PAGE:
Does the 12-Week Period of Leave Under FMLA Renew Every Year?

The United States lags behind much of the developed world when it comes to letting employees take leave from work for personal illness or family emergencies. Many countries require some paid leave when personal health or family emergencies require it.

Texas has no statute in this regard. Several federal laws contain provisions for such breaks. Chief among them is the Family and Medical Leave Act (FMLA) which allows individuals to take up to 12 weeks of unpaid leave within a 12-month period. It's that last stipulation that can create a lot of confusion. And, of course, where confusion exists, legal disputes often result. So, here we will try to provide some clarity.

You've Had A Rough Year

Imagine the following scenario. Over the course of a single year, your aging parent comes down with pneumonia in the spring and requires significant care for several weeks. A couple of months later, your child suffers serious injuries that require more time off. As the year closes out, your doctor recommends surgery for your bad back which will leave you sidelined for six weeks. You've already used up eight of your 12 unpaid FMLA weeks, so you think you will put off surgery until January. A new 12-week cycle renews then, right? Not necessarily.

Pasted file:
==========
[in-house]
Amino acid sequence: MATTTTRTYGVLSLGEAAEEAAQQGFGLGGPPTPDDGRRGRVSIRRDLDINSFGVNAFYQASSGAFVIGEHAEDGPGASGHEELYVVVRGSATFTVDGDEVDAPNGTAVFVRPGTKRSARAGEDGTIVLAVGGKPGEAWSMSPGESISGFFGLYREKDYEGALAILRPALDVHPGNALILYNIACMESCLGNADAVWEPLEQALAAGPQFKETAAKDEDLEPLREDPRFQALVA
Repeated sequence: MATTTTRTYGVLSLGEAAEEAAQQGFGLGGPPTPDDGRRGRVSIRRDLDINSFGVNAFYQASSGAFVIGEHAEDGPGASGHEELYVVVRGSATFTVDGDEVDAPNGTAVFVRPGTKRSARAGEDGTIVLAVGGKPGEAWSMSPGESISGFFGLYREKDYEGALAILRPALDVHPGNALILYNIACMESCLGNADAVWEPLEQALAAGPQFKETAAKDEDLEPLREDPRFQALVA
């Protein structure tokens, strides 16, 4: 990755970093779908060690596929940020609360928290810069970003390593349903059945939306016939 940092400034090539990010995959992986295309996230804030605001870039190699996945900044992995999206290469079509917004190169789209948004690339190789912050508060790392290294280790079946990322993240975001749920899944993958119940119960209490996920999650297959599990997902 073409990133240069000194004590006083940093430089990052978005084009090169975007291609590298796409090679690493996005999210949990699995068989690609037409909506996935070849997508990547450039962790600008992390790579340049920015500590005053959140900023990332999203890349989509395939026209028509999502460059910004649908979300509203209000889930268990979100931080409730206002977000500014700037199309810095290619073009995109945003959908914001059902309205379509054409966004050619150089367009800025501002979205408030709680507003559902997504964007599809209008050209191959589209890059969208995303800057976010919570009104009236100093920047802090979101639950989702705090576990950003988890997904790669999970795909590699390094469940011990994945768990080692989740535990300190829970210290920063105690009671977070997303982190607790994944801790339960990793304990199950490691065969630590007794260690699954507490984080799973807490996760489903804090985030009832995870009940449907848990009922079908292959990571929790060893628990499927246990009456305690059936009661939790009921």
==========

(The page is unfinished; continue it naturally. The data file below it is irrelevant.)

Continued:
Employment vacation and paid sick leave packages typically do refresh with each new year. But the measure of FMLA time can vary. As the U.S. Department of Labor notes, the different ways employers can gauge the effective 12-month period can include:

  • The regular January to December calendar year
  • An alternate fixed 12-month period, such as a fiscal year or one beginning on the anniversary of your employment
  • Measuring forward, under which your next period of 12-week eligibility would start one year from the date you of your first FMLA leave
  • Looking backward from the date you intend your leave to start to see if you are eligible for the time off being requested

Obviously, to get the full measure of benefit you may need under FMLA, you need to understand what gauge your employer uses before you make your request. Regardless of what system is used, however, when you request and receive approval for leave for any of the reasons the law allows, you also are assured the right to return to your same job or one that is nearly equivalent at the end of your leave period.

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